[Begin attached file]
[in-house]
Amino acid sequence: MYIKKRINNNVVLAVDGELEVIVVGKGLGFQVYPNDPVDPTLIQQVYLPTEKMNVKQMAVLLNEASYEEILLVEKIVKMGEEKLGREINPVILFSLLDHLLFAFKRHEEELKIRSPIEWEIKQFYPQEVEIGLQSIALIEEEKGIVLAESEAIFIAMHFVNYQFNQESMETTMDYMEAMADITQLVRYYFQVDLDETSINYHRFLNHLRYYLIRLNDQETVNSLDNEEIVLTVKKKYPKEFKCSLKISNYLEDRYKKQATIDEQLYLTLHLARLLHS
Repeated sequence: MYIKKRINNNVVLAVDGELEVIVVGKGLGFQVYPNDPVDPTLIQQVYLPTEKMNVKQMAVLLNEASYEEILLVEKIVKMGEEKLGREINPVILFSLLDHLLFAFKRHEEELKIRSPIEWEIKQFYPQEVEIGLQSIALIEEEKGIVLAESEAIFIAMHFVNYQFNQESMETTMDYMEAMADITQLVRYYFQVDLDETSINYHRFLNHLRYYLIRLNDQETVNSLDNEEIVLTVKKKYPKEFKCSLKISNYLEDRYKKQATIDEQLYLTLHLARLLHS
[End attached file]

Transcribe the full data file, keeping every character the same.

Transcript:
[in-house]
Amino acid sequence: MYIKKRINNNVVLAVDGELEVIVVGKGLGFQVYPNDPVDPTLIQQVYLPTEKMNVKQMAVLLNEASYEEILLVEKIVKMGEEKLGREINPVILFSLLDHLLFAFKRHEEELKIRSPIEWEIKQFYPQEVEIGLQSIALIEEEKGIVLAESEAIFIAMHFVNYQFNQESMETTMDYMEAMADITQLVRYYFQVDLDETSINYHRFLNHLRYYLIRLNDQETVNSLDNEEIVLTVKKKYPKEFKCSLKISNYLEDRYKKQATIDEQLYLTLHLARLLHS
Repeated sequence: MYIKKRINNNVVLAVDGELEVIVVGKGLGFQVYPNDPVDPTLIQQVYLPTEKMNVKQMAVLLNEASYEEILLVEKIVKMGEEKLGREINPVILFSLLDHLLFAFKRHEEELKIRSPIEWEIKQFYPQEVEIGLQSIALIEEEKGIVLAESEAIFIAMHFVNYQFNQESMETTMDYMEAMADITQLVRYYFQVDLDETSINYHRFLNHLRYYLIRLNDQETVNSLDNEEIVLTVKKKYPKEFKCSLKISNYLEDRYKKQATIDEQLYLTLHLARLLHS